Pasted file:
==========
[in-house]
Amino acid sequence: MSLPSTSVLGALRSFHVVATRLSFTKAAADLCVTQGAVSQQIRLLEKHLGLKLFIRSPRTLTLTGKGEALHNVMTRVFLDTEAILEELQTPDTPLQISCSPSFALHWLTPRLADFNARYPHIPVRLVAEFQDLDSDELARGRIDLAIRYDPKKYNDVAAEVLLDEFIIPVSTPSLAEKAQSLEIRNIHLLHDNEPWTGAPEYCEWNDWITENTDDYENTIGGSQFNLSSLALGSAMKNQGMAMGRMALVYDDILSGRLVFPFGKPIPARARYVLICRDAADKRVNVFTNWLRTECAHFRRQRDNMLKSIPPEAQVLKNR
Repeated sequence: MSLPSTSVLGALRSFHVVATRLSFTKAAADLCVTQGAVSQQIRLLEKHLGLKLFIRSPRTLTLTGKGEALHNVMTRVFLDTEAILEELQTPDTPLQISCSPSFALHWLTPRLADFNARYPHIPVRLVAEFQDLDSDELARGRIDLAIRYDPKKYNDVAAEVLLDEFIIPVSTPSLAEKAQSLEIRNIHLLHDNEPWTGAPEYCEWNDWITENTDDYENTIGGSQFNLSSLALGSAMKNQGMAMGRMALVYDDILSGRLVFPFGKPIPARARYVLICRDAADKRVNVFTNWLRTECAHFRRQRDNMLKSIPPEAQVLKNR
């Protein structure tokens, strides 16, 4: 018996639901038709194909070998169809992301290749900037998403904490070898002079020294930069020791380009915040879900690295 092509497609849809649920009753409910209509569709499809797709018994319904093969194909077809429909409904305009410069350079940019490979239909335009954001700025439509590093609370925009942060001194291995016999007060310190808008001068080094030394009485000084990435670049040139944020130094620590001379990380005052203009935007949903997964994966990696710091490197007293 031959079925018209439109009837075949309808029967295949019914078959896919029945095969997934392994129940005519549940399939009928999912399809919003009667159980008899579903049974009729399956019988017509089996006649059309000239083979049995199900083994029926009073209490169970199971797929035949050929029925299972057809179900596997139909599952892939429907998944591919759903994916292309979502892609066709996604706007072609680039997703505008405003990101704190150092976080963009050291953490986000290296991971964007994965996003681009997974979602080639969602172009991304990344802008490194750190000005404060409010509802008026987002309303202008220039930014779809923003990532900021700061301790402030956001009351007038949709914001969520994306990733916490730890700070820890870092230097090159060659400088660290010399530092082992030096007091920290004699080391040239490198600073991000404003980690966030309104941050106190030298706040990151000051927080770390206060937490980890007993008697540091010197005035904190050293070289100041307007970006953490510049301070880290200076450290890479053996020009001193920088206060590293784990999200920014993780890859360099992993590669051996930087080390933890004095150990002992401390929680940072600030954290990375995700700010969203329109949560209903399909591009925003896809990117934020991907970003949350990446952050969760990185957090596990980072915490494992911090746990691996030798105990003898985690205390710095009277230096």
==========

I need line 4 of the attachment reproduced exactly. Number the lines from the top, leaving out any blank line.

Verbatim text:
């Protein structure tokens, strides 16, 4: 018996639901038709194909070998169809992301290749900037998403904490070898002079020294930069020791380009915040879900690295 092509497609849809649920009753409910209509569709499809797709018994319904093969194909077809429909409904305009410069350079940019490979239909335009954001700025439509590093609370925009942060001194291995016999007060310190808008001068080094030394009485000084990435670049040139944020130094620590001379990380005052203009935007949903997964994966990696710091490197007293 031959079925018209439109009837075949309808029967295949019914078959896919029945095969997934392994129940005519549940399939009928999912399809919003009667159980008899579903049974009729399956019988017509089996006649059309000239083979049995199900083994029926009073209490169970199971797929035949050929029925299972057809179900596997139909599952892939429907998944591919759903994916292309979502892609066709996604706007072609680039997703505008405003990101704190150092976080963009050291953490986000290296991971964007994965996003681009997974979602080639969602172009991304990344802008490194750190000005404060409010509802008026987002309303202008220039930014779809923003990532900021700061301790402030956001009351007038949709914001969520994306990733916490730890700070820890870092230097090159060659400088660290010399530092082992030096007091920290004699080391040239490198600073991000404003980690966030309104941050106190030298706040990151000051927080770390206060937490980890007993008697540091010197005035904190050293070289100041307007970006953490510049301070880290200076450290890479053996020009001193920088206060590293784990999200920014993780890859360099992993590669051996930087080390933890004095150990002992401390929680940072600030954290990375995700700010969203329109949560209903399909591009925003896809990117934020991907970003949350990446952050969760990185957090596990980072915490494992911090746990691996030798105990003898985690205390710095009277230096």